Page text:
Six Harvard Law School students and recent graduates have been chosen to receive Skadden Fellowships to support their work in public service.
The fellowships, which provide a salary and benefits, were established in 1988 by the law firm Skadden, Arps, Slate, Meagher & Flom in recognition of the need for greater funding for graduating law students who want to devote their professional lives to helping the poor, elderly, homeless and disabled, as well as those deprived of their civil or human rights. Twenty-eight fellows from 16 different law schools make up this year’s class.
“We have so many talented students hoping to use their legal education to aid underserved communities at a time when there is not enough funding to support those even a fraction of the attorneys needed to serve those communities.” said Alexa Shabecoff, assistant dean for public service in the Bernard Koteen Office of Public Interest Advising at HLS. “I am so grateful to Skadden for their leadership in helping to close a small part of the gap in providing high quality representation to low income clients by funding these six fantastic students.”
One of this year’s fellows, Ayirini Fonseca-Sabune ’12, was a recipient of the William J. Stuntz Memorial Award for Justice, Human Dignity and Compassion at HLS. The award recognizes a graduating student who has demonstrated an exemplary commitment to the principles of justice, human dignity and compassion while at Harvard Law School.
Harvard Law School 2015 Skadden Fellows and their projects
Ayirini Fonseca-Sabune ’12, Urban Justice Center, Community Development Project, New York
Fonseca-Sabune will work to combat harassment of low-income tenants in New York City’s most rapidly gentrifying communities through affirmative litigation and community education.
Scott Hochberg ’15, Community Legal Services in East Palo Alto, East Palo Alto, Calif.
Hochberg will provide direct representation, community education and policy advocacy for low-wage immigrant workers facing wage theft and retaliation, using a groundbreaking new law aimed at preventing the improper use of employees’ immigration status to silence complaints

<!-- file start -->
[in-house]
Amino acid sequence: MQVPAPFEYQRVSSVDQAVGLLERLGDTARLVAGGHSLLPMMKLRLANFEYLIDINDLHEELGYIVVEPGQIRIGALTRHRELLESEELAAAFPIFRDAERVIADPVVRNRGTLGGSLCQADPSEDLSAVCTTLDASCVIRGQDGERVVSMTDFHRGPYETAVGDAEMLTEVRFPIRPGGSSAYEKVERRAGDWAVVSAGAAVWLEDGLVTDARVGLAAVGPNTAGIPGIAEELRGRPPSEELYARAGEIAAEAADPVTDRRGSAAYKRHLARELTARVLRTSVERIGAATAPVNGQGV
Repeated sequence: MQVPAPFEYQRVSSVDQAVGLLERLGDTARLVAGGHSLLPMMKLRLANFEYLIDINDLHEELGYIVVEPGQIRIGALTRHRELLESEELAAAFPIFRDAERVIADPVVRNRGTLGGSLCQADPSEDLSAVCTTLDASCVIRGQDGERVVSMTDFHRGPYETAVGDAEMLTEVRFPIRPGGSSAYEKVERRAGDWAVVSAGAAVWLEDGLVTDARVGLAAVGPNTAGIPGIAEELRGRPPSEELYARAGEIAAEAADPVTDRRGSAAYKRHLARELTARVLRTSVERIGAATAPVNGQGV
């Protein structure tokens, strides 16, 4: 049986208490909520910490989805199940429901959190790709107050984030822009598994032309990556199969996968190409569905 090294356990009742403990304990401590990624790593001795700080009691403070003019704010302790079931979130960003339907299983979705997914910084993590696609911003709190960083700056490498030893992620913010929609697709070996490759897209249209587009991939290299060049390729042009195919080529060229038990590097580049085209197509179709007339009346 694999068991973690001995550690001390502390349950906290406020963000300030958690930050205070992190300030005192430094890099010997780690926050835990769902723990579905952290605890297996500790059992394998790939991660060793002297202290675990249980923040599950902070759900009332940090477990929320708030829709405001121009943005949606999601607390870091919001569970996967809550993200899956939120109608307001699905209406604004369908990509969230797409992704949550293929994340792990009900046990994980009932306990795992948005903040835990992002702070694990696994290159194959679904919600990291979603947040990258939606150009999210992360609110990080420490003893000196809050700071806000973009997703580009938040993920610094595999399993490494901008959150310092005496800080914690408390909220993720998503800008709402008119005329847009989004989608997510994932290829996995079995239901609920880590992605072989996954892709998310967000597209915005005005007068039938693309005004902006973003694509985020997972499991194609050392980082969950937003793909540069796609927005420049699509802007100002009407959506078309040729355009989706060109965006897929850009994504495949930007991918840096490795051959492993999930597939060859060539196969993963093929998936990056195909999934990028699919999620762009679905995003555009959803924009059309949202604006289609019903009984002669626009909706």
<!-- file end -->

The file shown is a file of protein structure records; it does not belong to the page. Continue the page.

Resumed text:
Rebecca Livengood ’12, American Civil Liberties Union of New Jersey, Newark, N.J.
Providing direct representation of children in solitary confinement in New Jersey detention facilities who are denied access to an education will be the focus of Livengood’s Skadden fellowship. She will also represent such children upon release in Individuals with Disabilities Education Act hearings to help them re-enroll and readjust to school.
Nora Mahlberg ’15, Business and Professional People for the Public Interest, Chicago
Mahlberg will work to build community capacity in Chicago neighborhoods hardest hit by the foreclosure crisis by partnering with community organizations to effectively utilize the Cook County Land Bank and ensure its sustainability by strengthening its legal infrastructure.
Blake Strode ’15, ArchCity Defenders, St. Louis
Direct representation and impact litigation in housing, landlord-tenant and consumer law on behalf of low-income residents in the St. Louis area will be the focus of Strode’s Skadden fellowship. He will work to promote economic and racial justice through advocacy and community education in Ferguson, Mo., and the surrounding areas of north St. Louis County.
Michael Turi ’15, Asian American Legal Defense and Education Fund, New York
Turi will provide direct representation to low-wage immigrant workers seeking to collect damages on unpaid wages and other labor law violations, employing strategies in the pre-judgment phase and ensuring that damages will be paid.
Skadden fellow applicants create their own projects at public interest organizations with at least two lawyers on staff. To date, the firm has funded 733 fellows. Since the inception of the program, almost 90 percent of the fellows have remained in public interest or public sector work. The full list of 2015 fellows is available on the Skadden Fellowships website.